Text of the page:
I get the sense that some of America is under the misconception that a farmer's job is done after the last corn/bean/whatever you are growing comes in, and I so wish that was the case. I'm here to tell you that it is NOT over, especially when the next latest greatest "BIG SNOW" is predicted.
So what do farmers do to prepare for a big snow?
First, if you have any snow removal equipment, it has to be ready to go, and that includes being in a position to get out of the barn/tool shed ready to work.
Bladed (back end) and bucketed tractor at the ready by the east door....We actually have a snow blower that can attach, but Tall Guy likes to move snow with a bucket and blade/scraper.
Semis in the back...
Combine by the south door ready to go the JD dealership for a going over when there is room.
Next, because we have livestock, we need to make sure their food is ready to be fed, and their waterers are all in working order. This is kind of hard to 100% sure of until until we know the storm temperatures and amount of snow.
The blurry things in the picture below are birds.
Under surveillance...heater might not be working.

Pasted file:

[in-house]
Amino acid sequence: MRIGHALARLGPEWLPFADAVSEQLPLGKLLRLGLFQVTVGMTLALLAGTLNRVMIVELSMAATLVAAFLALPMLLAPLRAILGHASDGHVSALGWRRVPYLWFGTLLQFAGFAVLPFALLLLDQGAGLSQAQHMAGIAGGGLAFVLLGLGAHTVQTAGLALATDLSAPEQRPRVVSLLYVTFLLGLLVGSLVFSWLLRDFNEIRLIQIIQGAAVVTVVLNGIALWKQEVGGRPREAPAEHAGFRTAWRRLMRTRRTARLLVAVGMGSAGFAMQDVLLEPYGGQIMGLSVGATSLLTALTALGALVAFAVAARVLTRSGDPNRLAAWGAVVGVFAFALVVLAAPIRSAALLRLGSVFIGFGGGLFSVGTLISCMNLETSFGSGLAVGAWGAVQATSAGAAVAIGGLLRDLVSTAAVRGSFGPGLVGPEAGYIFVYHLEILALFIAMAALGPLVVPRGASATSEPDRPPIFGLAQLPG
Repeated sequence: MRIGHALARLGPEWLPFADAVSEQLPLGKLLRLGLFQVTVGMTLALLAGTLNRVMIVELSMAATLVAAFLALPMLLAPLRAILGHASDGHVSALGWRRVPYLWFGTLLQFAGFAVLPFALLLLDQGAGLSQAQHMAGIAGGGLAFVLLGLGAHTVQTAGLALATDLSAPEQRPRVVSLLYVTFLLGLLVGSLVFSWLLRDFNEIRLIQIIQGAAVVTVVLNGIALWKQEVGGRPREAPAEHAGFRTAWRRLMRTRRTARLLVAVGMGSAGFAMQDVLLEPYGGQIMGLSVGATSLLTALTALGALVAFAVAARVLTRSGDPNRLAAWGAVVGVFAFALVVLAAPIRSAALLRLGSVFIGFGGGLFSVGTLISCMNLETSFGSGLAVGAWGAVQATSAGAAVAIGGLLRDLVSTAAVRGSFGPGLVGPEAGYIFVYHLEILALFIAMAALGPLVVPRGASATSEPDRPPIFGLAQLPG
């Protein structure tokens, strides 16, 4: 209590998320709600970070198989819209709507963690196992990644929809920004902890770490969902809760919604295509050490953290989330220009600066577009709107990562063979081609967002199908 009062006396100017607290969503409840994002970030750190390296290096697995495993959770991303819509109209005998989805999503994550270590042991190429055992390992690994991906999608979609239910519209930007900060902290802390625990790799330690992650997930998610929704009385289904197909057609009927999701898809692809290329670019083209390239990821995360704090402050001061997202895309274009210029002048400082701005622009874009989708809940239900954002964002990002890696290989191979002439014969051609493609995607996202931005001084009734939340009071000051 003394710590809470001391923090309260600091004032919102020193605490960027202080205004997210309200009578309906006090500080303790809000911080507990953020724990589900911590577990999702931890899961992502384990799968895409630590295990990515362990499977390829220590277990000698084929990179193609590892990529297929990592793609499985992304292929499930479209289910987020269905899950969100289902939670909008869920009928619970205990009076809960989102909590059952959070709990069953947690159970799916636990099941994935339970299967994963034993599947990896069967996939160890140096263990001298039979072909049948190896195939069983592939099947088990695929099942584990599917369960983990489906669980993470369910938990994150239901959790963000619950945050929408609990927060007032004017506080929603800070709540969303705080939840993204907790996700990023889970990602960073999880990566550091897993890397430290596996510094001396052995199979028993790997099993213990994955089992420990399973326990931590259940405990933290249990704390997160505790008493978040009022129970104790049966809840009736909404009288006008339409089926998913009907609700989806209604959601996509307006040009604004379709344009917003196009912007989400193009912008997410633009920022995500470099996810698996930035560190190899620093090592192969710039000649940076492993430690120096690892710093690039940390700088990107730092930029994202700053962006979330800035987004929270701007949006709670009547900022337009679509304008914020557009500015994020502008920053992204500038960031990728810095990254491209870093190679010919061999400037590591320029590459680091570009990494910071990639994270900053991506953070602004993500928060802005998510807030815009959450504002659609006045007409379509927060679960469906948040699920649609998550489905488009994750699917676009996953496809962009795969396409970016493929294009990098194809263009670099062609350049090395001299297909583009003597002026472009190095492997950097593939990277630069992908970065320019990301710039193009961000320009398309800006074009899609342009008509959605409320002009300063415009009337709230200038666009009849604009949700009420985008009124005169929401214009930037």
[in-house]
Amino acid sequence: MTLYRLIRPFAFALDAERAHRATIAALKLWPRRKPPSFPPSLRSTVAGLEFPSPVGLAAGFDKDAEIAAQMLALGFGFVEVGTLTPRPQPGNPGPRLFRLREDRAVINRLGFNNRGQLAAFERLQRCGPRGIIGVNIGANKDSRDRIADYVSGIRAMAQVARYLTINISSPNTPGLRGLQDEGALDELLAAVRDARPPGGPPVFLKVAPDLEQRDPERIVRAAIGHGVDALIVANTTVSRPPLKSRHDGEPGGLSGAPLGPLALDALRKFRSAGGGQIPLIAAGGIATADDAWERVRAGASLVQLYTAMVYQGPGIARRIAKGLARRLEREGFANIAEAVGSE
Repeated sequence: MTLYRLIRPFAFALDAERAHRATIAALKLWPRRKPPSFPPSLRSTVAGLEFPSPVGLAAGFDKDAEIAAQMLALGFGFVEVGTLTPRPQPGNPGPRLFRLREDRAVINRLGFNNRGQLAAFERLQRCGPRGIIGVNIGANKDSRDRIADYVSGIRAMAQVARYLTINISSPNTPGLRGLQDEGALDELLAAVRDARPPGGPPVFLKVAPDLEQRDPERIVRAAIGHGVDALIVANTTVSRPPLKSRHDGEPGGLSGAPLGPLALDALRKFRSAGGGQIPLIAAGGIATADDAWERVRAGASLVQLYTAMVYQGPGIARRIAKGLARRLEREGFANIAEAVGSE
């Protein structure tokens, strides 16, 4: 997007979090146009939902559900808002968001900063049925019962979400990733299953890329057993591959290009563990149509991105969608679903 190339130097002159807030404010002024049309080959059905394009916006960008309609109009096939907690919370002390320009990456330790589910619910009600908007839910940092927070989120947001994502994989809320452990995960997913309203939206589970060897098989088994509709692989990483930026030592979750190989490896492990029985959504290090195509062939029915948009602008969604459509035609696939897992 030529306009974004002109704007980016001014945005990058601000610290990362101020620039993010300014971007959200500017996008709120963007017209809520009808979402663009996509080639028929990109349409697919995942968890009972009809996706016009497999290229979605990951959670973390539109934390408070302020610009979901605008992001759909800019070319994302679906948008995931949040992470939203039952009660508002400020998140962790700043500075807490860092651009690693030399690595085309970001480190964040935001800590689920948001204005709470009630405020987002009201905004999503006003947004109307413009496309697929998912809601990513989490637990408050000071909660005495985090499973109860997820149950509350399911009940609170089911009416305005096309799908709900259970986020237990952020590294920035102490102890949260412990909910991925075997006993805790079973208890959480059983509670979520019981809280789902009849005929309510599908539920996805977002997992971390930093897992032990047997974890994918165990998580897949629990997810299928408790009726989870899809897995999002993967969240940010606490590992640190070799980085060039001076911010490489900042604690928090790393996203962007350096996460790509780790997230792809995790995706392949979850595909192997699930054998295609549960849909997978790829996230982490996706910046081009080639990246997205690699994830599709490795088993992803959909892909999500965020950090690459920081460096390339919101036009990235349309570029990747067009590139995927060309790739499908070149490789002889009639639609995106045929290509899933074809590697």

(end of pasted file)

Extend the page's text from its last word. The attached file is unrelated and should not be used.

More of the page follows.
Not being used at this time.
One of our bigger 4-H calves
We had to throw down ten bales of straw for their bedding. Uhm..., that "we" would be me! I had some instructions from Angel as how to limb up to the hay/straw loft if I needed a refresher lesson!
Sadie and Angel making sure their waterer is also in working order.
Next, because we heat our home with a boiler system, we have to make sure we have wood chopped and two good stacks out by the boiler ready to go.
Finally, we need to make sure our "necessities of life" are in good supply. Back in the day, my mom would run the tub full of water and fill up the kerosene lamps. I still have those lamps even though we do have a generator that will help with electricity if the power does go out. I also have a good supply of the BIG FOUR, toilet paper, milk, eggs, and bread, on hand in case we are socked in for longer than a few days. Back when I was a teenager, I think the longest we were snowed in was two weeks during the late 70's BIG THREE blizzards. Fun times, seriously! We played a lot of euchre, put together several 1000 piece puzzles, and played outside whenever possible to shake off the cabin fever.
As you can see, farmers rarely get a day off, especially livestock farmers. Grain farmers are usually out hauling grain to elevators and plotting next year's crops and strategies, and livestock farmers add care of the animals on top of that. We all take safety precautions for our home and family because chances are even when the town folk can get out and about, we have about two more days before our roads are plowed out and and safe for traffic. Stay safe and warm if you are in this storm's path. I'm off to help Tall Guy split and stack more wood!